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Virtues are like flowers. Values are the fruits. A man planted an orchard to grow, blossom and enliven his own home. His neighborhood was enriched by its fragrance and nourished by its fruits. A man's virtues may primarily edify his own mind but the values serve to enlighten and empower his generation. Innate abilities and capacities are meant to be of greater benefit to the common good than for individual gain. Thus, one should live in service of another: to serve and not to be served. One must be fruitful by adding value to life. Virtue without value is vicious, vindictive and venomous. In other words, without a substance of value, a virtue degenerates to a vice. Vices are like weeds bearing false fruits. Of self-righteousness; there is always need to manage the vicious complication of pride by strictly inculcating the value of humility in productivity. By sufficiency of grace, vices are extirpated like weeds on the garden of human mind. By strong hands of the potter, the broken clay is crushed and remolded into utility vessel. On the workbench of the blacksmith, the rusted iron is melted and refined into an alloy or luminescent metal glowing from the heat of the furnace. That is transformation.

Virtues are like candles. Light is the value. As the flame glows, the oxygen burns and the wax melts down. Such is the virtuous. As his light shines, his blood flows and his life ebbs away. No candle can ignite itself. A glowing splint needs to be rekindled by the breath of air. A prepared mind needs to be renewed by the wind of grace; which unleashes the tongues of inspiration. A strong body works freely in obedience to the call to be fruitful. A pure soul answers peacefully the invitation of perpetual grace. A man lives solely to kindle a light in the darkness of existence. As he illuminates the void of the earth with his sweat and blood, he leads the way in the progressive work of creation. He arouses the desire for perfection and raises the human mind to the threshold of divinity. He opens the eyes of many but eventually closes his own eyes in death. He blesses the lives of others and yet dies in desperate need of grace. He heals the sick of their ailments but finally succumbs to his own syndrome. He uplifts the burden of affliction and yet labors under the yoke of his own cross. He saved others but couldn't save himself. Hence, his faith is renewed in the value of ultimate sacrifice. His memory is offered in flesh and blood. That is transubstantiation.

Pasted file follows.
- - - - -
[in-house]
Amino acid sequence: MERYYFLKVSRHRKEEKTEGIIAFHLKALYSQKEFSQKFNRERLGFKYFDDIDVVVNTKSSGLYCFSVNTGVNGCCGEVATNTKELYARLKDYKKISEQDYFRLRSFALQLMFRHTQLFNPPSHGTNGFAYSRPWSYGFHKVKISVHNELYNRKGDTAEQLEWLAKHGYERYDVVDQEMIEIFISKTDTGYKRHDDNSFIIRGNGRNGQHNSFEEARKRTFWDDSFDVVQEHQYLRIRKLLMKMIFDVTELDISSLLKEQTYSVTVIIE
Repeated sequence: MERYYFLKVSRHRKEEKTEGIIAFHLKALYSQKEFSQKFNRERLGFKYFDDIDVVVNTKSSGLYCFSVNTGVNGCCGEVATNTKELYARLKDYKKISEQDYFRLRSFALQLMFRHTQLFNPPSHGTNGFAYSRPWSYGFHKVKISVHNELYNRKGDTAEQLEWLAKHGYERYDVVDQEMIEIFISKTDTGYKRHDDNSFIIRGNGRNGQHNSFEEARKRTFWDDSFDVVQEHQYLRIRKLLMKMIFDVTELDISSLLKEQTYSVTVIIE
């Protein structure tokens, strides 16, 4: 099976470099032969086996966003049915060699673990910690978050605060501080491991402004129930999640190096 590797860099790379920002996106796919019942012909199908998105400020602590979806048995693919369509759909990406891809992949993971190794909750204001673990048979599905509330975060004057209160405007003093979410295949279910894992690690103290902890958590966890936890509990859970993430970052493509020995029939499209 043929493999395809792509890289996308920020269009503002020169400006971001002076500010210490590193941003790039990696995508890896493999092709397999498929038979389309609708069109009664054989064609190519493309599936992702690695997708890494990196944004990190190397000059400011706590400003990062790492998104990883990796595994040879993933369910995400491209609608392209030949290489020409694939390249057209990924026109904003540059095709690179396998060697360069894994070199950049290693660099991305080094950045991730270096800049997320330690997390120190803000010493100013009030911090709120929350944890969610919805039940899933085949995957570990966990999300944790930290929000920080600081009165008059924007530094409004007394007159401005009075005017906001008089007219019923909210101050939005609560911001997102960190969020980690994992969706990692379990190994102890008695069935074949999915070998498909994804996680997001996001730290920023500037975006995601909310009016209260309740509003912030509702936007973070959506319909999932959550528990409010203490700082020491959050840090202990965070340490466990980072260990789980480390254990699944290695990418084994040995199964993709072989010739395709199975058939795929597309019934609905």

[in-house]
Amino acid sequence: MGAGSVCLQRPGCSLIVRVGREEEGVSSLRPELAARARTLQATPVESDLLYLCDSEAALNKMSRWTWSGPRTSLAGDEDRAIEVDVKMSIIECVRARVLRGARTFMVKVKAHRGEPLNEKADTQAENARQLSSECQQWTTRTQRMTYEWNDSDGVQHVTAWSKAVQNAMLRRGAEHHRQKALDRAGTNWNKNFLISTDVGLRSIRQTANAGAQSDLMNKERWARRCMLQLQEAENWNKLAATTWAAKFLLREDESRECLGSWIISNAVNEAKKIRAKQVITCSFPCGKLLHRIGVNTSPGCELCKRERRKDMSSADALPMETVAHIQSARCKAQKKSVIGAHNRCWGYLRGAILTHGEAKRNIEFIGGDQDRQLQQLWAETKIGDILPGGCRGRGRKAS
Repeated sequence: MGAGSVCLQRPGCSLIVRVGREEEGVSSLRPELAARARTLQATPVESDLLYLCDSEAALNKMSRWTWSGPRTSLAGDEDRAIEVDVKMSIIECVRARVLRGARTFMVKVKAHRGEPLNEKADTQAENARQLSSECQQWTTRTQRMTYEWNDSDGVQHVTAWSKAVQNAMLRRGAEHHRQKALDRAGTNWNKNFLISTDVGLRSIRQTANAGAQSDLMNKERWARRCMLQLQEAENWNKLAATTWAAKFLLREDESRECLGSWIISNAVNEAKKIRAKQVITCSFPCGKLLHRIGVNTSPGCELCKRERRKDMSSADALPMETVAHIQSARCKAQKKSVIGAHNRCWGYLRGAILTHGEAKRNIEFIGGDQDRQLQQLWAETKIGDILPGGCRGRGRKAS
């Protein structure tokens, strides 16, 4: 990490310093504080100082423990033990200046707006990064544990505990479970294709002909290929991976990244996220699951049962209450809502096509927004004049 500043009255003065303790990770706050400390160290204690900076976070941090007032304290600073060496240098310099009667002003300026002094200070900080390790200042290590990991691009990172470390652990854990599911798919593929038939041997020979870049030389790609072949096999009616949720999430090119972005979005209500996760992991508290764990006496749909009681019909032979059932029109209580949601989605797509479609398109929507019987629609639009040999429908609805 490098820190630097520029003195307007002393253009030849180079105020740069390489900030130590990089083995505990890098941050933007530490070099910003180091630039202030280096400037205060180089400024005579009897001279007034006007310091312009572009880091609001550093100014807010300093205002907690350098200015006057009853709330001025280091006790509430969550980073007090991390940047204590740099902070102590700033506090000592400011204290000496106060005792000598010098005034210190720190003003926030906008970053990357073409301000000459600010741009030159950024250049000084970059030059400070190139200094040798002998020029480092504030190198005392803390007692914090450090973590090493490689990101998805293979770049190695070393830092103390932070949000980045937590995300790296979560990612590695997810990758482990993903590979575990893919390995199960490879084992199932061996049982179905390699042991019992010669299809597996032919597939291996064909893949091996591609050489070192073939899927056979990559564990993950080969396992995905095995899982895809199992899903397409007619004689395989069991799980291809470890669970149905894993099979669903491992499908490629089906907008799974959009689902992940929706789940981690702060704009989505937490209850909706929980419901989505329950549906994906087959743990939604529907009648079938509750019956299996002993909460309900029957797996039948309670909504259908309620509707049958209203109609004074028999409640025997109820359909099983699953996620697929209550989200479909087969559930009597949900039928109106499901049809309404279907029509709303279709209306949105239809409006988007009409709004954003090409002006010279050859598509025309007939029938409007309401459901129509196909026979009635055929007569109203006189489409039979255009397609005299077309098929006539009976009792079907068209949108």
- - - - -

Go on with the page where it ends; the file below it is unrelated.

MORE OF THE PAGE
Virtues are like medals. An imaginary hallow encircles the head of a saint as a medal adorns the neck of a hero. Beyond the medal is the honor. Beyond the honor is the grace. There is an inward meaning for every outward sign. This ordains the sacramental value of laurels. There is a touch of grace in our everyday reality. Life is a miracle. Vision grants hope. Dreams are free. The man that walks in the path of freedom follows the lead of love to a glorious destination. The race of life is less about winning or losing. It's more about surviving. This is the utmost need: to survive. This is the trophy that awaits all that blazes the trail of life: a reward of eternal peace – joy and fruitfulness – as experienced by the immortal soul. Honour is like a seed of peace placed in the hand of the diligent worker, who then has more seeds to sow, more fruits to bear and more expectations to meet.  Honor isn't praises. No one receives praise for unfinished works. Only in divinity is found the mark of perfection. Beyond the surface, virtues are represented as attributes or markers of character formation. In other words, virtues are projected as the truest identity of an individual. That which is unseen becomes the substance. And that which is visible becomes the shadow. That is transfiguration.

Hall of Virtues is the fifth of a twelve-volume book series on the theme of Freedom.

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